Year: 2023 Source: Crisis. (2012). 33(2), 113–119. DOI: 10.1027/0227-5910/a000114 SIEC No: 20231083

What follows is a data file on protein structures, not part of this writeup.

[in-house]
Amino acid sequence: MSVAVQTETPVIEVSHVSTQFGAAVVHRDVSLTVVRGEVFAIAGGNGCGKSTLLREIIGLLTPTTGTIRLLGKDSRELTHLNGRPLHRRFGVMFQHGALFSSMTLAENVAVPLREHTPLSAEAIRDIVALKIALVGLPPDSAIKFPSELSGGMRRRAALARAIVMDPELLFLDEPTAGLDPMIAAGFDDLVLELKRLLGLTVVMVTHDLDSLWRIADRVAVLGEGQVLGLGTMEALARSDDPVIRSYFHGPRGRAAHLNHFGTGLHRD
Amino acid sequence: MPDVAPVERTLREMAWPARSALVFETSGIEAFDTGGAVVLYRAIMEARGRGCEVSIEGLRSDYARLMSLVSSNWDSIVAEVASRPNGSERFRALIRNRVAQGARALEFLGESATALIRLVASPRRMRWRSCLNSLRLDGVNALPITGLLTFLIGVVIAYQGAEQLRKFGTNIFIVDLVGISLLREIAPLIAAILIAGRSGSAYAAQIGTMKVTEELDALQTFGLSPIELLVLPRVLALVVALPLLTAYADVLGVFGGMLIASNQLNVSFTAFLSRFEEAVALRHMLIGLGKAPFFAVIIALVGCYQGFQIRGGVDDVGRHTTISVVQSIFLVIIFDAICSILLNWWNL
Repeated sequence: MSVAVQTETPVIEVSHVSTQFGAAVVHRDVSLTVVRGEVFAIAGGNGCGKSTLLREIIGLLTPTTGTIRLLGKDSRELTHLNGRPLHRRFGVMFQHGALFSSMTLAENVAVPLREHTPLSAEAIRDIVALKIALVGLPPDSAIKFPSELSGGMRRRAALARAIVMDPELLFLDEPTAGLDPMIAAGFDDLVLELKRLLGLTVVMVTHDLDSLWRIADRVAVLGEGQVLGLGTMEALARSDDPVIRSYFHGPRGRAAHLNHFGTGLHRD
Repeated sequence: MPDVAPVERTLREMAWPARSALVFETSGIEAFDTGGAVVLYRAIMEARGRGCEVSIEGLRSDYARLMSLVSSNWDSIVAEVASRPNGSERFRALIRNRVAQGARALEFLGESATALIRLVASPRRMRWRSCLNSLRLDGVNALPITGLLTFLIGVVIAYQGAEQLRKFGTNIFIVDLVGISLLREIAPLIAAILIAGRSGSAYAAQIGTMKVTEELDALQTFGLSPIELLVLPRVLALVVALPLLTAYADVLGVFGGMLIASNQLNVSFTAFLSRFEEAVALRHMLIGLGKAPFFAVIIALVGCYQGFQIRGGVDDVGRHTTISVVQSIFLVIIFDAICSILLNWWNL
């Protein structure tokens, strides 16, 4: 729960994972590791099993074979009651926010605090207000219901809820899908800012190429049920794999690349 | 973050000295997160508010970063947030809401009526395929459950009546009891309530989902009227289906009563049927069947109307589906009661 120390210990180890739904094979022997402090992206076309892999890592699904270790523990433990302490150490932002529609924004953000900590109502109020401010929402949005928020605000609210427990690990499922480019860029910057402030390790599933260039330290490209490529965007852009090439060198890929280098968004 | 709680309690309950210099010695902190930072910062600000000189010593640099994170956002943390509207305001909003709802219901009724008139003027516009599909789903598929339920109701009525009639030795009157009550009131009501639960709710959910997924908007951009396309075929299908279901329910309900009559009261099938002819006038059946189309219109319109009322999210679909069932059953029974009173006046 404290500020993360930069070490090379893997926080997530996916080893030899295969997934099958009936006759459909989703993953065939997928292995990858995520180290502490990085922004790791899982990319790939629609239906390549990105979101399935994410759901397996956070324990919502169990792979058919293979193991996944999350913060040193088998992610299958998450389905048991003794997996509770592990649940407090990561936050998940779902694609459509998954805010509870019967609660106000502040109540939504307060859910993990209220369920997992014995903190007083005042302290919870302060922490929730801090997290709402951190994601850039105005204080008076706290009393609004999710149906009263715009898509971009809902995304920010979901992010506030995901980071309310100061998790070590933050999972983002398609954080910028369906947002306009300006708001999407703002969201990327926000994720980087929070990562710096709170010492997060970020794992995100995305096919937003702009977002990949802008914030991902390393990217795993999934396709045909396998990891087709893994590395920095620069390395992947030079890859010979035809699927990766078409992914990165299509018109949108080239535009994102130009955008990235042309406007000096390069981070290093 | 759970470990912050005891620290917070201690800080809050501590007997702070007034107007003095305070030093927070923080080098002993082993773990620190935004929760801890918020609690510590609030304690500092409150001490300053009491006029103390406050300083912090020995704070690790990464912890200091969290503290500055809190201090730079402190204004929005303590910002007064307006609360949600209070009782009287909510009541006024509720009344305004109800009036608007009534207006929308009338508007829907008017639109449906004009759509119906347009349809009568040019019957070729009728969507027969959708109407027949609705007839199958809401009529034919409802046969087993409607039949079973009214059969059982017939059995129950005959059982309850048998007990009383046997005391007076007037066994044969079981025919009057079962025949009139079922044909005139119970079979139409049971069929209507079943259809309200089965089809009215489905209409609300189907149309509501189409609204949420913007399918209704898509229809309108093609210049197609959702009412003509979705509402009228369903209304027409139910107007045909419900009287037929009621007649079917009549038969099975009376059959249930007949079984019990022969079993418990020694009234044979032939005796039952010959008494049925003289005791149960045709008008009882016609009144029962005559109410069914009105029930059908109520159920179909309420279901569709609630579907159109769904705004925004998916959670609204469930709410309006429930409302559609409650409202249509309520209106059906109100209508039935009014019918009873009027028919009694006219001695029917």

Background: In order to better understand the posttraining suicide prevention behavior of gatekeeper trainees, the present article examines the referral and service receipt patterns among gatekeeper-identified youths. Methods: Data for this study were drawn from 26 Garrett Lee Smith grantees funded between October 2005 and October 2009 who submitted data about the number, characteristics, and service access of identified youths. Results: The demographic characteristics of identified youths are not related to referral type or receipt. Furthermore, referral setting does not seem to be predictive of the type of referral. Demographic as well as other (nonrisk) characteristics of the youths are not key variables in determining identification or service receipt. Limitations: These data are not necessarily representative of all youths identified by gatekeepers represented in the dataset. The prevalence of risk among all members of the communities from which these data are drawn is unknown. Furthermore, these data likely disproportionately represent gatekeepers associated with systems that effectively track gatekeepers and youths. Conclusions: Gatekeepers appear to be identifying youth across settings, and those youths are being referred for services without regard for race and gender or the settings in which they are identified. Furthermore, youths that may be at highest risk may be more likely to receive those services.